Researchers are planning to begin human trials of a vaccine that cured 97% of cancer cells in mice

Approximately 12.7 million people all over the world are diagnosed with cancer and out of these 12.7 million, 7.6 million people die every year. Despite collective efforts, scientists still have not found a cure to cancer but this particular group of scientists at Stanford University claims to have created the world’s first ‘cancer vaccine’. During lab tests, this very antidote eliminated 97 percent of the tumors present in mice – the vaccine is currently under modifications to make it suitable for human testing. However, the scientists aim to test this vaccine on at least 35 people suffering from lymphoma before the end of this year.

This remedy is not exactly a vaccine, it can be understood as a type of immunotherapy which involves the injection of two chemicals into the tumor. These agents stimulate the production of T cells which in turn fight cancer. Even though many would want this treatment to be commercially available as soon as possible, this cancer vaccine is far from being ready. In order to measure the efficiency of this vaccine, 90 mice with different kinds of cancer such as breast cancer, colon cancer, and lymphoma were taken and injected. Out of the 90, 87 mice became tumor-free! Interestingly, the vaccine proved to be effective even when the cancer had spread to the other parts of the body.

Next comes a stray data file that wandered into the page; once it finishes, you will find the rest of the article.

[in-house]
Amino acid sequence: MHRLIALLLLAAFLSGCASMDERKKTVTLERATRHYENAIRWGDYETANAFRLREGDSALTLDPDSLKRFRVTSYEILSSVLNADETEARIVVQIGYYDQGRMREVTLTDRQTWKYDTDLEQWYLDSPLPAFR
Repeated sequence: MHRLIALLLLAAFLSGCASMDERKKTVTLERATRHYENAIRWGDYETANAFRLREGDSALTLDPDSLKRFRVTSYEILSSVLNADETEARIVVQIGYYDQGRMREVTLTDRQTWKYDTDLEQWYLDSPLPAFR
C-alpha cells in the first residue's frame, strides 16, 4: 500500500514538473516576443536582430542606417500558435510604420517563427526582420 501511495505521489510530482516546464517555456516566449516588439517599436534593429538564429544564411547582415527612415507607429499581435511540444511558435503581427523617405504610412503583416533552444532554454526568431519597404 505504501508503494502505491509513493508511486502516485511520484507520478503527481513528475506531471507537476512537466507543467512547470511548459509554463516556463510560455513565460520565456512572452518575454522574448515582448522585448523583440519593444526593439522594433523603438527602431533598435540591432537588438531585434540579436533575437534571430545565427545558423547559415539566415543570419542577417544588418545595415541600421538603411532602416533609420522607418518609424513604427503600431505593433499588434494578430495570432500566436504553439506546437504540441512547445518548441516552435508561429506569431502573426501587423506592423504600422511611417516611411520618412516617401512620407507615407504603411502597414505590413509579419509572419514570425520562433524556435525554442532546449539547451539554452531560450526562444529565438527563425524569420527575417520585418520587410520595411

While stressing on the fact that it is too early to evaluate, Dr. Alice Police, Regional Director of Breast Surgery at Northwell Health Cancer Institute, said, “We’ve been able to cure a lot of cancers in mice for a long time.” She further said that the initial human tests will be conducted on lymphoma patients only, meaning that they won’t be able to determine whether the vaccine is effective for other kinds of cancer or not. However, scientists at Stanford are quite optimistic as they believe this treatment can be a better alternative to existing immunotherapies. Stanford Oncology Professor Ronald Levy said, “When we use these two agents together, we see the elimination of tumors all over the body. This approach bypasses the need to identify tumor-specific immune targets and doesn’t require wholesale activation of the immune system or customization of a patient’s immune cells.”

h/t:  Live Science

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